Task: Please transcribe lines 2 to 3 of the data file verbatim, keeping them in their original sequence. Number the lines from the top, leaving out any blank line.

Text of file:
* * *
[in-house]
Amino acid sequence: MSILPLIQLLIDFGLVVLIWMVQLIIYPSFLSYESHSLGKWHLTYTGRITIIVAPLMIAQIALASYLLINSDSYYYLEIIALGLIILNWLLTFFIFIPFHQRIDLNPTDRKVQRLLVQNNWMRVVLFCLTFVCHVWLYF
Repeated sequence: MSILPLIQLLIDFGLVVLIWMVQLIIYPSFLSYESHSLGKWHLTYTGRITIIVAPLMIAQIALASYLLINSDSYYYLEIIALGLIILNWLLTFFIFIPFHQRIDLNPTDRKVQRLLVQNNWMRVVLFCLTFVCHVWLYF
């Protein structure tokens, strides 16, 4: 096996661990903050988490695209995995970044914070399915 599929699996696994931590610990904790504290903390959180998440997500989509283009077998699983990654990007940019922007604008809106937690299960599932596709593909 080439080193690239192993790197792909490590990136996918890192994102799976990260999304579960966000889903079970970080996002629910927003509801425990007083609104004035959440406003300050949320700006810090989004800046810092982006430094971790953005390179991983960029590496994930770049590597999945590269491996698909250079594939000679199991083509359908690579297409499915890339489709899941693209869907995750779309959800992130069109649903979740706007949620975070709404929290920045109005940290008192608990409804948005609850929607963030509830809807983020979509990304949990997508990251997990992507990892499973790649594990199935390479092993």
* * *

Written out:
Amino acid sequence: MSILPLIQLLIDFGLVVLIWMVQLIIYPSFLSYESHSLGKWHLTYTGRITIIVAPLMIAQIALASYLLINSDSYYYLEIIALGLIILNWLLTFFIFIPFHQRIDLNPTDRKVQRLLVQNNWMRVVLFCLTFVCHVWLYF
Repeated sequence: MSILPLIQLLIDFGLVVLIWMVQLIIYPSFLSYESHSLGKWHLTYTGRITIIVAPLMIAQIALASYLLINSDSYYYLEIIALGLIILNWLLTFFIFIPFHQRIDLNPTDRKVQRLLVQNNWMRVVLFCLTFVCHVWLYF